“We went out the front door, and these two meaty paws came down on our shoulders. ‘Y’all going somewhere?’ (We said,) ‘Yeah, we was gonna go outside and wait for you.’”
The officer phoned Henry — the houseparent who was also a cop — and acted like he wanted to take the boys to the “DC,” or detention center. Sean, refusing to break, just stared at the officer like a hardened criminal. In the end, it didn’t matter: Henry came and got the boys.
“They always came and got me,” Sean says. Yes, he ran more than once.
“I had to rake leaves for a week when I got back. They didn’t roll out the red carpet for me. But it was a picture of Christ and how He pursues us.”
Coming full circle
After the split from Johnny Milner, Oma started living with a man named Travis Dukes, who owned a Shipley Do-Nuts in Jackson.
One weekend a month, Sean and his siblings got to stay at their mother’s apartment. Sean grew up making donuts for Travis, whom everyone knew as Pop. Pop and Oma never married.
It wasn’t ideal, but it was a family — and Sean learned that family was important.
When Sean was young, he didn’t believe in God. He thought that if God was all-knowing and all-powerful — and truly loved him — then he wouldn’t have to live at BCV.
But when he was a preteen, a houseparent led him to Christ. He was baptized at First Baptist Jackson, where his cottage attended church. And when he was a teenager, he started taking his faith more seriously and putting his rebellious days behind him.
Just before his sophomore year of high school, he got the opportunity to live at the BCV home in New Albany. Unlike the Jackson campus tucked away in the woods, this home was right in the middle of New Albany.
“You found your own way to school. You were very much a normal kid,” Sean says.
“At first I hated it. I wanted to come back to Jackson.”
But one of the houseparents, known as Papa J., told Sean to stay till Christmas. “He said, ‘Sean, you’re institutionalized. You’ve got to learn to act for yourself and think for yourself.’”
By the time Christmas rolled around? “You couldn’t have drug me away,” Sean says.
After graduating high school in New Albany, Sean attended Mississippi College — he lived on campus during the school year and at BCV the rest of the time. When he left BCV after graduating, he held the record for the longest stay.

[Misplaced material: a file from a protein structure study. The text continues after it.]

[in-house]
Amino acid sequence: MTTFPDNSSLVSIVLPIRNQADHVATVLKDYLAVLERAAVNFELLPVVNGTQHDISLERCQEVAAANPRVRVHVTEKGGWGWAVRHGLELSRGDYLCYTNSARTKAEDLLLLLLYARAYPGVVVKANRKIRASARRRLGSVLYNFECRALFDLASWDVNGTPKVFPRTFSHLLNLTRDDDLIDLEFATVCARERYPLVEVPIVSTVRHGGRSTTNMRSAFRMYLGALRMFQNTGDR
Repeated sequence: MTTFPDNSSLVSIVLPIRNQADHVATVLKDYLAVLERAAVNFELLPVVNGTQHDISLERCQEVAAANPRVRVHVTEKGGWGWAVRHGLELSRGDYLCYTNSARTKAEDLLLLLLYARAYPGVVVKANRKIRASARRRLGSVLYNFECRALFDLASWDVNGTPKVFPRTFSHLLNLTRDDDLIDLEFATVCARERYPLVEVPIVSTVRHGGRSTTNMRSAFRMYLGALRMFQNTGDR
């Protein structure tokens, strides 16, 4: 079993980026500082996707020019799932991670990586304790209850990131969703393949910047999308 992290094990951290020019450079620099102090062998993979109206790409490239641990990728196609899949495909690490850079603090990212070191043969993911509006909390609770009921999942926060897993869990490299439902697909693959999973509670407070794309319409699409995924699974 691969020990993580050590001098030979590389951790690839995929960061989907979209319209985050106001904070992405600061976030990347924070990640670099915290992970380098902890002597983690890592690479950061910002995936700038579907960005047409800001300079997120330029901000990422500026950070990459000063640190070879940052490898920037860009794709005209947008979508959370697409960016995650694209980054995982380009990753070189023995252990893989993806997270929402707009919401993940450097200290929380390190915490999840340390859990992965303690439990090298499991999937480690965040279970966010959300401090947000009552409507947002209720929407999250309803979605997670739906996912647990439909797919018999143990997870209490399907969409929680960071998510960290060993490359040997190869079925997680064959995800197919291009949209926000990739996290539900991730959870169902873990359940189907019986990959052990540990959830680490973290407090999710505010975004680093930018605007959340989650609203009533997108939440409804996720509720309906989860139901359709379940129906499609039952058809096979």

“I hold the record over my brother Mike by one year, and he hates it. But I flunked third and seventh grade (and had to repeat them), so that’s why I hold the record. He likes to make sure and tell people that.”
After college, Sean worked as an insurance claim rep in Tupelo. “I hated that job, and it hated me,” he says, marveling that the company kept him for two years.
But during that time, he married his wife, the former Elizabeth McFadden. After getting married, they moved back to the Jackson area so he could attend Mississippi College School of Law.
Sean practiced law at Milner Nixon for 23 years. He and Elizabeth have two children: Nathaniel, who graduates from Mississippi College this month, and Rebecca, who’s now a mental health therapist in Colorado.
A few years ago, Sean had lunch with Rory Lee, executive director of Baptist Children’s Village at the time. Dr. Lee said he was about to retire, and asked Sean what he wanted to tell the board about “his availability.”
“There was no way I could turn it down,” Sean says. He’s been executive director for two and a half years now.
“Some of my houseparents were still alive when I became executive director, and they were stunned. Not impressed — stunned. Like, ‘This kid’s not in jail?’”
Wouldn’t trade it
Sean’s mother was a believer, he says. She just never could give up alcohol. He and Oma had conversations about faith. And he loved her — Baptist Children’s Village taught him to love her — even though she “embarrassed the fool out of me,” he says.
He never heard from his father after returning to BCV the second time, but research revealed Johnny Milner lived until 2015. Oma died when Sean was a sophomore in college.